When companies are operating outside of normalcy, it is more critical than ever for marketers to have a strong grasp on changing circumstances and the evolving demands and expectations of their customers and their businesses. To navigate through periods of uncertainty and beyond, marketers need to create a robust marketing measurement strategy– one that is shaped by data-driven decisions, in order to be able to understand their performance and pivot their marketing strategies if something isn’t quite working. Marketing intelligence is the key ingredient to an effective measurement strategy. Through a single system of record, marketing intelligence platforms provide the insights and analytics needed to drive informed decisions.
A recent study revealed that 65 percent of marketers face moderate to significant budget cuts as a result of disruption caused by the COVID-19 pandemic. While many displayed cuts between 10 to 20 percent, some reported deeper cuts, especially in industries where demand has decreased. With budgets fluctuating, having visibility over marketing activities across all channels can help marketers see the efficiency and effectiveness of every dollar spent. A clear view across all moving parts enables marketers to consistently adapt and reevaluate goals.
Additionally, customers are dealing with disruptions to their day-to-day life, causing behaviors and expectations to shift. For example, the consumer goods industry has seen vast changes in shopping behavior first-hand. Customers are prioritizing purchasing necessities and home entertainment products. Categories such as food, beverage and tobacco, toys and games and sporting goods were in top five for growth in page views and order count. While, luggage and bags saw a 14 percent decrease in page views due to travel restrictions. To respond appropriately to these shifts and deliver engaging and helpful experiences to address changing preferences, it is important that marketing teams double-down on measuring tactics, messages and content across all touchpoints.
Here are four key steps to building a measurement strategy that can guide marketers through this volatile time and into the future:
- Connect cross-channel data
The modern-day marketer uses a number of different channels to connect with customers, making it complex to keep track of the effectiveness and performance of a single campaign. From Facebook to LinkedIn to Google ads, the sources are endless. The dispersion of marketing data across different touchpoints means it ends up both siloed and inaccessible. In today’s landscape, where marketing teams are challenged with fluctuating budgets combined with changing behaviors of customers, they need to be as efficient as possible with their time and ad dollars.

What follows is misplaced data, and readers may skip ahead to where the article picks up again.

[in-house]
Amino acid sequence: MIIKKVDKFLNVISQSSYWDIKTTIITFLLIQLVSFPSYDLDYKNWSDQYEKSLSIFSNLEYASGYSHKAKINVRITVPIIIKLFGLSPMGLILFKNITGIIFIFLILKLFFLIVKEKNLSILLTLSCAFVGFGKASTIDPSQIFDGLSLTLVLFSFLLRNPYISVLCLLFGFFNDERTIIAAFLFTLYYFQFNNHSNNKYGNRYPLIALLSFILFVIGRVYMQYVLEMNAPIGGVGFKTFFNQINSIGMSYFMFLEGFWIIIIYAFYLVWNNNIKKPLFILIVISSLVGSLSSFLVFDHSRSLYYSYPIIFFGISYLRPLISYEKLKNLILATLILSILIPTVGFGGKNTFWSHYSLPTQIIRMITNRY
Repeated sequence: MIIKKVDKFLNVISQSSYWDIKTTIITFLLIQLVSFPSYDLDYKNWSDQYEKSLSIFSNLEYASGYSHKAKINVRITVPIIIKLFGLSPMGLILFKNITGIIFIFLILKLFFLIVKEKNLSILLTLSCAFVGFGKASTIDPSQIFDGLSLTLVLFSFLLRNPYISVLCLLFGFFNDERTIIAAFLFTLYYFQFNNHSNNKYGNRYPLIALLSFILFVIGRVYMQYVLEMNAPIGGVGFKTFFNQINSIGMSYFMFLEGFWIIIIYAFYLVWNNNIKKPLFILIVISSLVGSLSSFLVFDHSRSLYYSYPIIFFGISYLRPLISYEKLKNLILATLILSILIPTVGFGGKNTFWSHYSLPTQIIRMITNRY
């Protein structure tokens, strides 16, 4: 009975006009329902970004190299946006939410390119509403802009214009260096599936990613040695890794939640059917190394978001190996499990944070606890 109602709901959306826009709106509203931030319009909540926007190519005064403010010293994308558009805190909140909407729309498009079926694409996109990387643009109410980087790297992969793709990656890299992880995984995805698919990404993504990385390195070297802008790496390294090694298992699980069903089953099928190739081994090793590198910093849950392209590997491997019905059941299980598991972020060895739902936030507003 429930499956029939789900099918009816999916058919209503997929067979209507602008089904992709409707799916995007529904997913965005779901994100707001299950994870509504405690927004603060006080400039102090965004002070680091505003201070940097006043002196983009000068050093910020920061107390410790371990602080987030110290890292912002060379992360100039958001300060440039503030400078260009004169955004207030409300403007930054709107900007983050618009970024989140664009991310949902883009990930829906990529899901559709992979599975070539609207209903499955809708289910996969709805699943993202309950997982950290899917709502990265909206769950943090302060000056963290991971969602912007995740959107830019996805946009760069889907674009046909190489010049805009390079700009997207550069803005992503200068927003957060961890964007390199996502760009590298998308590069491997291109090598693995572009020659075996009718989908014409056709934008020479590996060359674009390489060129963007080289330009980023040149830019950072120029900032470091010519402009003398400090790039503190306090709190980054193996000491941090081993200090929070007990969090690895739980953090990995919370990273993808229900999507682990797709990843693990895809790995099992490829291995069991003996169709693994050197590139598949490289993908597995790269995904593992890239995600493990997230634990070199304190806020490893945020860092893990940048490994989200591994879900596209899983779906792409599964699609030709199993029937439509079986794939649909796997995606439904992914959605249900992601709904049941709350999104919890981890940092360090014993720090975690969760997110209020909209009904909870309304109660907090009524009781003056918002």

Harmonizing data into a single source of truth gives marketers a cohesive view of the information they have at hand. Cutting man-hours spent bringing data together can be achieved by automating the process. This enables marketers to spend less time organizing data and more valuable time on campaign analysis and optimization.
2. Set up consistent taxonomies and ensure data hygiene
Organizing and standardizing data is a crucial step in order for marketers to gain actionable insight. This involves formulating rules and naming conventions to dictate campaigns and media buys.
When data is derived and categorized in the same solid foundation, it can be used more accurately and consistently. This is key to gaining data accuracy– something that 84% of marketers lack confidence in. By having all stakeholders work from a set of standardized data, teams can seamlessly report and share findings, as well as scale insights to launch new initiatives.
3. Set goals and track progress
Now more than ever, the marketing landscape is impacted by the disruptions taking place across economics, politics, public health and more. Marketers must act swiftly and be flexible in the way they respond to, plan for and adjust to this new environment.
Marketers can use this time as an opportunity to reset goals and benchmarks. Setting goals builds accountability and urgency, and helps identify and monitor specific key performance indicators (KPIs) across channels, regions and business units. Benchmarks such as industry standards and competitive benchmarks are helpful ways of allowing teams to track how campaigns are progressing toward these goals.
4. Align and collaborate across a single system of record
With organizations adopting remote working, marketers need to overcome the geographical silos and team silos to stay aligned. With data connected and standardized across a single system of record, marketers can visualize goals and benchmarks through shareable dashboards. This enables internal and external stakeholders to collaborate and work toward shared goals.
Moreover, marketers should adapt visualizations to tell the right story based on the audience. For example, the chief marketing officer and the executive team may be more interested in key KPIs that impact the broader business, while channel marketers may require a closer look at each tactic or data, broken down day by day, across creative, messages and more.
By creating a marketing measurement strategy, marketers can arm themselves with the data and insights they need to help answer difficult questions and pave the path to certainty for their customers and their businesses.
The author is Leah Pope, Chief Marketing Officer of Salesforce Datorama. Salesforce Datorama provides the leading cloud-based, AI-powered marketing intelligence and analytics platform for enterprises, agencies and publishers.
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